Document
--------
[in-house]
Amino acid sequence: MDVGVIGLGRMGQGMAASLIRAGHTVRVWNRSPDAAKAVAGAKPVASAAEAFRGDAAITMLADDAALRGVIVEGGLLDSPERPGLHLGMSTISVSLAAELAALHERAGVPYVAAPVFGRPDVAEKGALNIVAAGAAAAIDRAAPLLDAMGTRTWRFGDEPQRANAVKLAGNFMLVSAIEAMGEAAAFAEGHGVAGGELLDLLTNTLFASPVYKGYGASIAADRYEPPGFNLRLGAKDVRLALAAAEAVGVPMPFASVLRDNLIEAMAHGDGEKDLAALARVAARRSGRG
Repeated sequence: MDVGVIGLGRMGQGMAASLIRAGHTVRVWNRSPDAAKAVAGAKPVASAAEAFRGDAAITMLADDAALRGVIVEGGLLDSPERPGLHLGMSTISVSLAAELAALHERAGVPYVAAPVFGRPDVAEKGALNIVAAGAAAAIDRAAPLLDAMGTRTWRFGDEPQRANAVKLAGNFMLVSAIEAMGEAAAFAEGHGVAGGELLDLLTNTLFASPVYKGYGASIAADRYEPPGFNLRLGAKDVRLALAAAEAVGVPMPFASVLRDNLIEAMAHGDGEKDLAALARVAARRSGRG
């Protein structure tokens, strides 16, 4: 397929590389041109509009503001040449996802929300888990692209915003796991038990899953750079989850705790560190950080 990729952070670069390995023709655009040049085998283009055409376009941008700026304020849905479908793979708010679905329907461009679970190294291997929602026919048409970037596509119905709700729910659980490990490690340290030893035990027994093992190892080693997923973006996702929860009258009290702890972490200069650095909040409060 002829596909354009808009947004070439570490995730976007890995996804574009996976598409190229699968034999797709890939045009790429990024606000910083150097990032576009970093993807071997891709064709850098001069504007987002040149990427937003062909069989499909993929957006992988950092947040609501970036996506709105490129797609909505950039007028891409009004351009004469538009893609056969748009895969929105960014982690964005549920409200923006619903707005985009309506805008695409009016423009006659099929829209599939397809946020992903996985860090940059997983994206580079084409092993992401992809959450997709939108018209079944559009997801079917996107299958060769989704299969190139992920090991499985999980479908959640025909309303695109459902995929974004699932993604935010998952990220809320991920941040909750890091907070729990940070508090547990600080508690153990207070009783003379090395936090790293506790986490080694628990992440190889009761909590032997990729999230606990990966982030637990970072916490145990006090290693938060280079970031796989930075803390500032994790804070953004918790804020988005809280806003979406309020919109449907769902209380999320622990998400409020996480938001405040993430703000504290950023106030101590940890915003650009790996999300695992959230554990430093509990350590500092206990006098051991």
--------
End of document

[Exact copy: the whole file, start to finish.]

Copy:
[in-house]
Amino acid sequence: MDVGVIGLGRMGQGMAASLIRAGHTVRVWNRSPDAAKAVAGAKPVASAAEAFRGDAAITMLADDAALRGVIVEGGLLDSPERPGLHLGMSTISVSLAAELAALHERAGVPYVAAPVFGRPDVAEKGALNIVAAGAAAAIDRAAPLLDAMGTRTWRFGDEPQRANAVKLAGNFMLVSAIEAMGEAAAFAEGHGVAGGELLDLLTNTLFASPVYKGYGASIAADRYEPPGFNLRLGAKDVRLALAAAEAVGVPMPFASVLRDNLIEAMAHGDGEKDLAALARVAARRSGRG
Repeated sequence: MDVGVIGLGRMGQGMAASLIRAGHTVRVWNRSPDAAKAVAGAKPVASAAEAFRGDAAITMLADDAALRGVIVEGGLLDSPERPGLHLGMSTISVSLAAELAALHERAGVPYVAAPVFGRPDVAEKGALNIVAAGAAAAIDRAAPLLDAMGTRTWRFGDEPQRANAVKLAGNFMLVSAIEAMGEAAAFAEGHGVAGGELLDLLTNTLFASPVYKGYGASIAADRYEPPGFNLRLGAKDVRLALAAAEAVGVPMPFASVLRDNLIEAMAHGDGEKDLAALARVAARRSGRG
């Protein structure tokens, strides 16, 4: 397929590389041109509009503001040449996802929300888990692209915003796991038990899953750079989850705790560190950080 990729952070670069390995023709655009040049085998283009055409376009941008700026304020849905479908793979708010679905329907461009679970190294291997929602026919048409970037596509119905709700729910659980490990490690340290030893035990027994093992190892080693997923973006996702929860009258009290702890972490200069650095909040409060 002829596909354009808009947004070439570490995730976007890995996804574009996976598409190229699968034999797709890939045009790429990024606000910083150097990032576009970093993807071997891709064709850098001069504007987002040149990427937003062909069989499909993929957006992988950092947040609501970036996506709105490129797609909505950039007028891409009004351009004469538009893609056969748009895969929105960014982690964005549920409200923006619903707005985009309506805008695409009016423009006659099929829209599939397809946020992903996985860090940059997983994206580079084409092993992401992809959450997709939108018209079944559009997801079917996107299958060769989704299969190139992920090991499985999980479908959640025909309303695109459902995929974004699932993604935010998952990220809320991920941040909750890091907070729990940070508090547990600080508690153990207070009783003379090395936090790293506790986490080694628990992440190889009761909590032997990729999230606990990966982030637990970072916490145990006090290693938060280079970031796989930075803390500032994790804070953004918790804020988005809280806003979406309020919109449907769902209380999320622990998400409020996480938001405040993430703000504290950023106030101590940890915003650009790996999300695992959230554990430093509990350590500092206990006098051991």